Another interesting take-way was that the two camps seemed to be arguing about two entirely different versions of reality. The very basis of the discussion, in this debate, as much as in all the rest of the arguments that are taking place in the mainstream today, seems to be compromised. The two sides, “left vs right” and whatever that distinction may really signify these days, cannot even agree on what is happening, on what the problems are, let alone on what to do about them. There is no such thing as a commonly accepted set of facts and this is a serious concern for those of us who actually rely on them to make important decisions, to plan ahead and to protect our future.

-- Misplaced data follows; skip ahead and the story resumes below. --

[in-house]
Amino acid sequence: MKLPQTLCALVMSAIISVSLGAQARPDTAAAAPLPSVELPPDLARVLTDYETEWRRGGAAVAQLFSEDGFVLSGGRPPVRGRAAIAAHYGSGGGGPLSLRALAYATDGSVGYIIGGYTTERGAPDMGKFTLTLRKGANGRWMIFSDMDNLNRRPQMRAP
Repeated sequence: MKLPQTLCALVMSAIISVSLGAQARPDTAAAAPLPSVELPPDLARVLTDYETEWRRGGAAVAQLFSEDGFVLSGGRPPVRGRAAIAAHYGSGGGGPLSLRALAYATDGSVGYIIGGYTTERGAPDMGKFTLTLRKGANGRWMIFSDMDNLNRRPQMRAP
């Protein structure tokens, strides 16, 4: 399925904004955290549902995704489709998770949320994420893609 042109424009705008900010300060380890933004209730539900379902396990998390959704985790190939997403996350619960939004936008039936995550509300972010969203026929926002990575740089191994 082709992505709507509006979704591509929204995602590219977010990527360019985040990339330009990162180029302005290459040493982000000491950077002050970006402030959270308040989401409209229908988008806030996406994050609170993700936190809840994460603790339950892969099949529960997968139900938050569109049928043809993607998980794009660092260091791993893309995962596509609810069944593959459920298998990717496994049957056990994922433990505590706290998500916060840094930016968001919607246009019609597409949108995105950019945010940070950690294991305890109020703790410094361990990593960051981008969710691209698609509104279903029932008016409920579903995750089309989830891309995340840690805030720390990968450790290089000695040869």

Throughout the presidential debate, its most recent vice-presidential equivalent, but also throughout this entire campaign season, not one serious word has been uttered about the astronomical levels of debt that the nation has accumulated, the surreal deficits it’s running, or the ever elusive “how you’re gonna pay for all the free stuff” question that no journalist or debate moderator seems to care about anymore. Both sides appear to be obsessively focused on “providing support” to the economy, either for the artificial recovery in stock markets or through checks, handouts and new government jobs, all fueled by more debt and on the back of the taxpayer.